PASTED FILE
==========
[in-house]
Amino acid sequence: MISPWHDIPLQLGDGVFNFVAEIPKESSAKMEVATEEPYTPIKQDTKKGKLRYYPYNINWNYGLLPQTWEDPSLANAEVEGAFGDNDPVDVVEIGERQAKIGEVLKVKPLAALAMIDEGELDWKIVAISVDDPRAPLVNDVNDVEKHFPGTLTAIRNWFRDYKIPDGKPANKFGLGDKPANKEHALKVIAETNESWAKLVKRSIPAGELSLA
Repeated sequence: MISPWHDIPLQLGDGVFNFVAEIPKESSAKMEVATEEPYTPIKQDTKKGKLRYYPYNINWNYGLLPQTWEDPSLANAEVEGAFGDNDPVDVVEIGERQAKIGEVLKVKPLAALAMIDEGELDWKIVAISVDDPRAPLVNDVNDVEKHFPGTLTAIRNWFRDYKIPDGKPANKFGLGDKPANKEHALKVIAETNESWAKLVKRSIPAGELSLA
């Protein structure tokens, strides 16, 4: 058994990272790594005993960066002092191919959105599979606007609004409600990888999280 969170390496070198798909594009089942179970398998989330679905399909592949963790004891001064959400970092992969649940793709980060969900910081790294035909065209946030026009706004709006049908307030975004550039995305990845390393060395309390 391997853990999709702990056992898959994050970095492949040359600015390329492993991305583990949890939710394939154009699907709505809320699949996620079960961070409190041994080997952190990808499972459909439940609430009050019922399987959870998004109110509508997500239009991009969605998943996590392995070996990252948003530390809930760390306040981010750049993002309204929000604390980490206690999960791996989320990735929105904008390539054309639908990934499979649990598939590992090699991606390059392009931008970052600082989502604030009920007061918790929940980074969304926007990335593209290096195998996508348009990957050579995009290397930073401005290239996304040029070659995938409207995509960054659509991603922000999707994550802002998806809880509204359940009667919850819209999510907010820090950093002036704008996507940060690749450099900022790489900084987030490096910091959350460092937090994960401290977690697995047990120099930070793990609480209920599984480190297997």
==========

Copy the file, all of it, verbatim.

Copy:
[in-house]
Amino acid sequence: MISPWHDIPLQLGDGVFNFVAEIPKESSAKMEVATEEPYTPIKQDTKKGKLRYYPYNINWNYGLLPQTWEDPSLANAEVEGAFGDNDPVDVVEIGERQAKIGEVLKVKPLAALAMIDEGELDWKIVAISVDDPRAPLVNDVNDVEKHFPGTLTAIRNWFRDYKIPDGKPANKFGLGDKPANKEHALKVIAETNESWAKLVKRSIPAGELSLA
Repeated sequence: MISPWHDIPLQLGDGVFNFVAEIPKESSAKMEVATEEPYTPIKQDTKKGKLRYYPYNINWNYGLLPQTWEDPSLANAEVEGAFGDNDPVDVVEIGERQAKIGEVLKVKPLAALAMIDEGELDWKIVAISVDDPRAPLVNDVNDVEKHFPGTLTAIRNWFRDYKIPDGKPANKFGLGDKPANKEHALKVIAETNESWAKLVKRSIPAGELSLA
């Protein structure tokens, strides 16, 4: 058994990272790594005993960066002092191919959105599979606007609004409600990888999280 969170390496070198798909594009089942179970398998989330679905399909592949963790004891001064959400970092992969649940793709980060969900910081790294035909065209946030026009706004709006049908307030975004550039995305990845390393060395309390 391997853990999709702990056992898959994050970095492949040359600015390329492993991305583990949890939710394939154009699907709505809320699949996620079960961070409190041994080997952190990808499972459909439940609430009050019922399987959870998004109110509508997500239009991009969605998943996590392995070996990252948003530390809930760390306040981010750049993002309204929000604390980490206690999960791996989320990735929105904008390539054309639908990934499979649990598939590992090699991606390059392009931008970052600082989502604030009920007061918790929940980074969304926007990335593209290096195998996508348009990957050579995009290397930073401005290239996304040029070659995938409207995509960054659509991603922000999707994550802002998806809880509204359940009667919850819209999510907010820090950093002036704008996507940060690749450099900022790489900084987030490096910091959350460092937090994960401290977690697995047990120099930070793990609480209920599984480190297997």